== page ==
It was agreed between Shell and petitioner that the proposed unitization agreement required some changes in the 1952 lease. Such differences as they had were resolved, and in May of 1955, contemporaneously with their signing of the unitization agreement, they executed a supplemental agreement whereby Shell ‘as further consideration‘ agreed to pay petitioner under the 1952 lease ‘an additional 1/16 of 8/8 royalty computed on Coastal's share in the production from the unit until the time that Coastal will have received from the payment of such additional royalty the sum of $100,000, at which time this obligation will cease.‘ It was also recited that the unitization agreement upon being executed by Shell was to be effective as of September 1, 1954.

Aside from and in addition to any royalty payments received by petitioner under the above supplemental agreement, petitioner, pursuant to the 1952 lease, received the $18,000 cash bonus during its fiscal year ended March 31, 1952, and the annual delay rental of $18,000 in each of its fiscal years ended March 31, 1952 through 1956, for a total of $90,000.

On December 20, 1956, Shell entered into an oil and gas lease with a company known as Little Lake Misere Land Co. for a primary term of 3 years. This lease covered 1,100 acres of land adjacent to and south of a portion of the 1,800 acres of petitioner's property covered by the 1952 lease.

Under date of January 4, 1957, Shell's vice president for its New Orleans area requested authorization from the New York office for the drilling of a well on petitioner's property to the depth of 16,500 feet at a site within the 1,800 acres covered by the 1952 lease. In making the request the opinion was expressed that the acreage held under that lease had ‘prospects for a very rich gas accumulation.‘ Further, it was pointed out that the lease in the absence of drilling or production would expire February 27, 1957, and that the drilling of the proposed well would extend the lease beyond the primary term. The geophysical information of the area was reviewed, on the basis of which it was stated that there was a possibility of discovery of a ‘large gas reserve‘ similar to the very rich reserve previously discovered at Lake Arthur approximately 17 miles northeast of petitioner's property. It was estimated that the cost of drilling a completed well would be $950,000, but if the well should be a dry hole the cost was estimated at $834,000. It was noted that the existing lease was offset by open acreage belonging to Coastal Club and, on the east, by leases held by Frankfort Oil Co. The letter advised that an attempt would be made to acquire a lease on the open acreage and to form a joint arrangement with Frankfort for the drilling of the well. Request was also made for authority to drill the well for Shell's account without the help of others, if necessary, ‘in order * * * to protect Shell's large and promising lease. ‘ Under date of January 25, 1957, Shell's production department in New York authorized the expenditure of up to $950,000 for the drilling of the proposed well.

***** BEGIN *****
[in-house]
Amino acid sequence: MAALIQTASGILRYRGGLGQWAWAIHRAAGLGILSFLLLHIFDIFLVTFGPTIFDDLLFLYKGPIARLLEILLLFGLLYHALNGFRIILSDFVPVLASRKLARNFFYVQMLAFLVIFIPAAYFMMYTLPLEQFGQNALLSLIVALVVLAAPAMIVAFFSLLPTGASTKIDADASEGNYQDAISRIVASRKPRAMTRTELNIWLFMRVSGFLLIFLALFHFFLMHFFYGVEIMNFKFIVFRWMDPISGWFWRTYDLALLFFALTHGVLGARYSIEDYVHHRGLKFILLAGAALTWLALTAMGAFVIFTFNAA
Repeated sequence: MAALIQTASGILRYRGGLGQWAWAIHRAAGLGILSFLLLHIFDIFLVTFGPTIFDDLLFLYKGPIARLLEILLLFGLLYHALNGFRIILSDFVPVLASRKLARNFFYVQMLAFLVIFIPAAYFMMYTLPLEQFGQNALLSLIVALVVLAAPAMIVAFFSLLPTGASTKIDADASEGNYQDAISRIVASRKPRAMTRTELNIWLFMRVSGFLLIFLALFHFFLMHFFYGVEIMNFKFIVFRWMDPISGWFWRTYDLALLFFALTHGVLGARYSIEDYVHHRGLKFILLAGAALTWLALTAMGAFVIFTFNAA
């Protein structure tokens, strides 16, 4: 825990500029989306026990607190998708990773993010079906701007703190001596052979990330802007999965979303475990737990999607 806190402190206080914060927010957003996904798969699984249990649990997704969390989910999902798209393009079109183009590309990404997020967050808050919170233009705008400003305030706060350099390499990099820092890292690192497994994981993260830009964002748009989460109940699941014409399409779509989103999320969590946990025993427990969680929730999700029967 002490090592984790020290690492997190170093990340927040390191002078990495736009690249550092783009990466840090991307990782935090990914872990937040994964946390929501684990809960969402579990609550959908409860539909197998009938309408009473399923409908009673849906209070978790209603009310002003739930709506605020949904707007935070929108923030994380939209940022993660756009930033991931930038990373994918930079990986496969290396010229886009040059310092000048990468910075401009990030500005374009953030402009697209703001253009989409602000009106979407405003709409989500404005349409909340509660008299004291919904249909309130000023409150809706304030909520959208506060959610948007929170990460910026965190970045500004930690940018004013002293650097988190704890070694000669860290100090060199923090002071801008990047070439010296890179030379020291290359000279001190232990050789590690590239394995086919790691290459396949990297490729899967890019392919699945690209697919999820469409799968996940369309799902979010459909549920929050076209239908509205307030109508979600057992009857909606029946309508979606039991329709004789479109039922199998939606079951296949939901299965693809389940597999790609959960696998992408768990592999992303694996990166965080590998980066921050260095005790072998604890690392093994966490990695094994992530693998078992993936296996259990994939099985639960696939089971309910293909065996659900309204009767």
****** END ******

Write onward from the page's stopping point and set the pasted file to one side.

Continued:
Shell, acting through a lease brokerage firm, and petitioner, through a committee appointed by its board of directors on January 23, 1957, entered into negotiations for the new lease which was to cover the entire 5,640 acres of petitioner's land not already covered by the 1935 lease. On February 11, 1957, Shell and Coastal Club entered into an agreement for an extension of the 1952 lease pending the outcome of the negotiations. In the February 11 agreement it was recited that Shell was desirous of obtaining an oil, gas, and mineral lease to cover the 5,640 acres of petitioner's property and that it had offered as a bonus therefor $384,000, a renewal rental of $50 per acre per year, and a one-sixth royalty on oil, gas, and other minerals produced for a primary term of 3 years. For and in consideration of $10,000 paid by Shell the parties by the agreement of February 11 extended the term of the 1952 lease from February 27, 1957, until Shell had received written notice from petitioner that the negotiations relative to changes in the existing lease had reached an impasse and for a period of 30 days thereafter, or in the event that no such written notice was received by Shell, the primary term of the 1952 lease would be extended for 120 days. There was a further provision that in the event of the execution of a new lease the $10,000 should be credited against the $384,000 lease bonus.

On February 12, 1957, petitioner's president sent letters to each of Coastal's board members reporting the developments including the execution of the extension agreement with Shell. His letter included the following:

The purpose of this letter is to call your attention to the Club's future as far as hunting and fishing is concerned if and when our lands are fully developed to produce minerals. It is the general consensus that a distillate or gas field will not interfere with the hunting and fishing as would an oil field; and we should all recognize that the discovery of an oil field would to all practical purposes put an end to hunting and fishing.